GGGI has worked with Jan Kamensky to develop an animated redesign of the proposed area of the car free zone in Huye. Huye is considered to be one of the areas at risk for flooding in Rwanda. During the course of 2020, flooding episodes resulted in damage to property and infrastructure as well as the loss of life. The imigongo square design integrates nature-based solutions to improve flood mitigation such as the incorporation of green roofs and native tree species. Air quality monitoring also indicates that Huye has air pollution levels that are considered unhealthy for sensitive groups. In cities in Rwanda, air pollution is concentrated in urban areas with the majority of pollutants stemming from vehicular traffic. The design features elements to increase the use of non-motorized transport such as bicycle lanes and pedestrian walkways to ensure that green mobility modes of transport are prioritized. The design also aims to evoke the unique cultural history of Rwanda by incorporating imigongo patterns on building facades and the pedestrian walkways to attract tourists to the zone. The re-imagined space aims to contribute to Rwanda’s low-carbon development and to add to a portfolio of car free zones that are not being installed throughout the country.
- Igisenge gitoshye: Gishobora kugabanya ingufu z’amashanyarazi dukoresha ku kigero cya 0.7%. Gitanga igicucu, kiringaniza ubushyuhe. Gishobora kugabanya gushyuha kw’igisenge ku kigero cya 1-9o Kigabanya ikigero cyo gushyuha cyane ku mujyi kugera kuri 3 oC.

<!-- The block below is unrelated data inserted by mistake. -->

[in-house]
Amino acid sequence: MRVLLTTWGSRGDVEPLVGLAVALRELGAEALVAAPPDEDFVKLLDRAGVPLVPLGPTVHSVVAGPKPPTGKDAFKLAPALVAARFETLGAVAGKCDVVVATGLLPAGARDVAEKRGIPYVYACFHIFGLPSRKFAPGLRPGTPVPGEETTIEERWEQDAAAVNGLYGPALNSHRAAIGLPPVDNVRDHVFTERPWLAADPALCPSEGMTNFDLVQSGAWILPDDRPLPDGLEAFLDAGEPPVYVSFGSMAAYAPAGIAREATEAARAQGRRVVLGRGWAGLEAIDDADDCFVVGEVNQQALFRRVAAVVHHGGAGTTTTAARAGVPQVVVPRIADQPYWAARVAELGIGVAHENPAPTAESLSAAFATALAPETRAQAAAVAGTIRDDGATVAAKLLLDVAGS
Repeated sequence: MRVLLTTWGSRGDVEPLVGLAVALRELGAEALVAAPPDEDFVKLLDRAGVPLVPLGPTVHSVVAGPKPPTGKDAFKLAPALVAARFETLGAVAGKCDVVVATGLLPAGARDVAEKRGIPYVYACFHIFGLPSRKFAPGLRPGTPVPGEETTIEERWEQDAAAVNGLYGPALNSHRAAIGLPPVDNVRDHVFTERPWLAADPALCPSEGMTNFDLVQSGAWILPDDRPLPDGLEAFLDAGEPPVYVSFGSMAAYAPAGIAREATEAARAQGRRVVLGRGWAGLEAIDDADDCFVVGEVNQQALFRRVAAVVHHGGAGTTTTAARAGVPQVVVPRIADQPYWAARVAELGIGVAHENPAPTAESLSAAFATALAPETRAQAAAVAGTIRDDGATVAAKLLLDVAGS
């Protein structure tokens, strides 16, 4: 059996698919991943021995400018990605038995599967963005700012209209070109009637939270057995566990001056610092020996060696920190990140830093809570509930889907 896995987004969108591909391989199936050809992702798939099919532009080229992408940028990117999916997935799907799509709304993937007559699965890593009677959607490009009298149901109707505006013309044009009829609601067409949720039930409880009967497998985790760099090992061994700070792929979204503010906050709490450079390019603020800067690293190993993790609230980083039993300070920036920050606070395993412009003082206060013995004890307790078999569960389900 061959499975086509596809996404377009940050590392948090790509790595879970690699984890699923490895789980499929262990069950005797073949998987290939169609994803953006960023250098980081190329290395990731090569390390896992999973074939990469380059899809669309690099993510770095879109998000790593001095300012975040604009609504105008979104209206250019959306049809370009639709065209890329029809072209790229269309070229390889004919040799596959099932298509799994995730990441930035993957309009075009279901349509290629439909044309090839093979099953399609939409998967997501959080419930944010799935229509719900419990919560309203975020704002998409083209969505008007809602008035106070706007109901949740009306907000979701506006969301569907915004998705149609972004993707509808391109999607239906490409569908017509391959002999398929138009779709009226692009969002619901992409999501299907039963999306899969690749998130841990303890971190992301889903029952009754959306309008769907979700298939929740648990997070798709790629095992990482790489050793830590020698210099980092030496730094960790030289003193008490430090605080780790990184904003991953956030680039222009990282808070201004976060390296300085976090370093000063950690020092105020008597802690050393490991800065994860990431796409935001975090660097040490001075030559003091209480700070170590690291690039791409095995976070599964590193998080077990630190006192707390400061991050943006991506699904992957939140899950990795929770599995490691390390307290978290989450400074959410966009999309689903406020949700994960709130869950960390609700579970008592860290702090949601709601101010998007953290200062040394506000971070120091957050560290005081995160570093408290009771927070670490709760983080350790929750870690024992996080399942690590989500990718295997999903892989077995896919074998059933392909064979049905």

- Inzira z’amagare: 15% by’ingo mu Rwanda zitunze igare. Inzira z’amagare zifasha imigendere myiza, atari ku bayagendaho gusa, ahubwo no ku bagendera mu magare y’abafite ubumuga n’abandi b’abanyantege nke. Kubaka inzira z’amagare ni bumwe mu buryo bwiza kandi buhendutse bwo kugabanya imyuka ihumanya ikirere mu gukora ngendo zo mu mijyi.
- Ibiti karemano: Bifasha mu gufata amazi y’imvura ashobora gutera imyuzure, kongera urusobe rw’ibinyabuzima, no gutanga umuyaga mwiza ufasha mu kugabanya ubushyuhe bwinshi bw’umujyi. Hagati ya 2001 na 2020, Huye yatakaje ha441 by’ibiti, bingana na 16% uhereye muri 2000, na Kt216 z’imyuka ihumanya. Gutera ibiti mu mijyi bigira umumaro mu kuzamura Umubare w’biti bikenewe mu Rwanda cyane cyane mu bihe by’iterambere ryihuse ry’imijyi.
- Ahataragenewe ibinyabiziga: Ibinyabiziga ni kimwe mu by’ibanze bihumanya ikirere mu Rwanda. Umwuka mubi ugabanuka ku kigero cya 20% mu minsi yo kudakoresha ibinyabiziga muri Kigali. Ahataragenewe ibinyabiziga n’ahantu h’ubusitani bitanga ubwisanzure ku banyantege nke bakoresha umuhanda, bifasha mu gutuma abantu basabana, no kugira ubuzima bwiza. Ahataragenewe imodoka kandi hafasha mu kuzamuka kw’ibikorwa by’ubucuruzi buhegereye.
- Irage ry’umuco: Imigongo ni ibimenyetso byihariye by’umuco nyarwanda, byazanywe n’abanyabugeni nyarwanda, amateka n’umuco. Ibirango by’imigongo bizagira uruhare mu kuzamura imibereho myiza y’abaturage, no guteza imbere umuco nyarwanda. Bizagira kandi uruhare mu guzamura ubukerarugendo mu Mujyi.
Credits : Jan Kamensky website: visualutopias.com
Watch Jan Kamensky animations on Vimeo: vimeo.com/jankamensky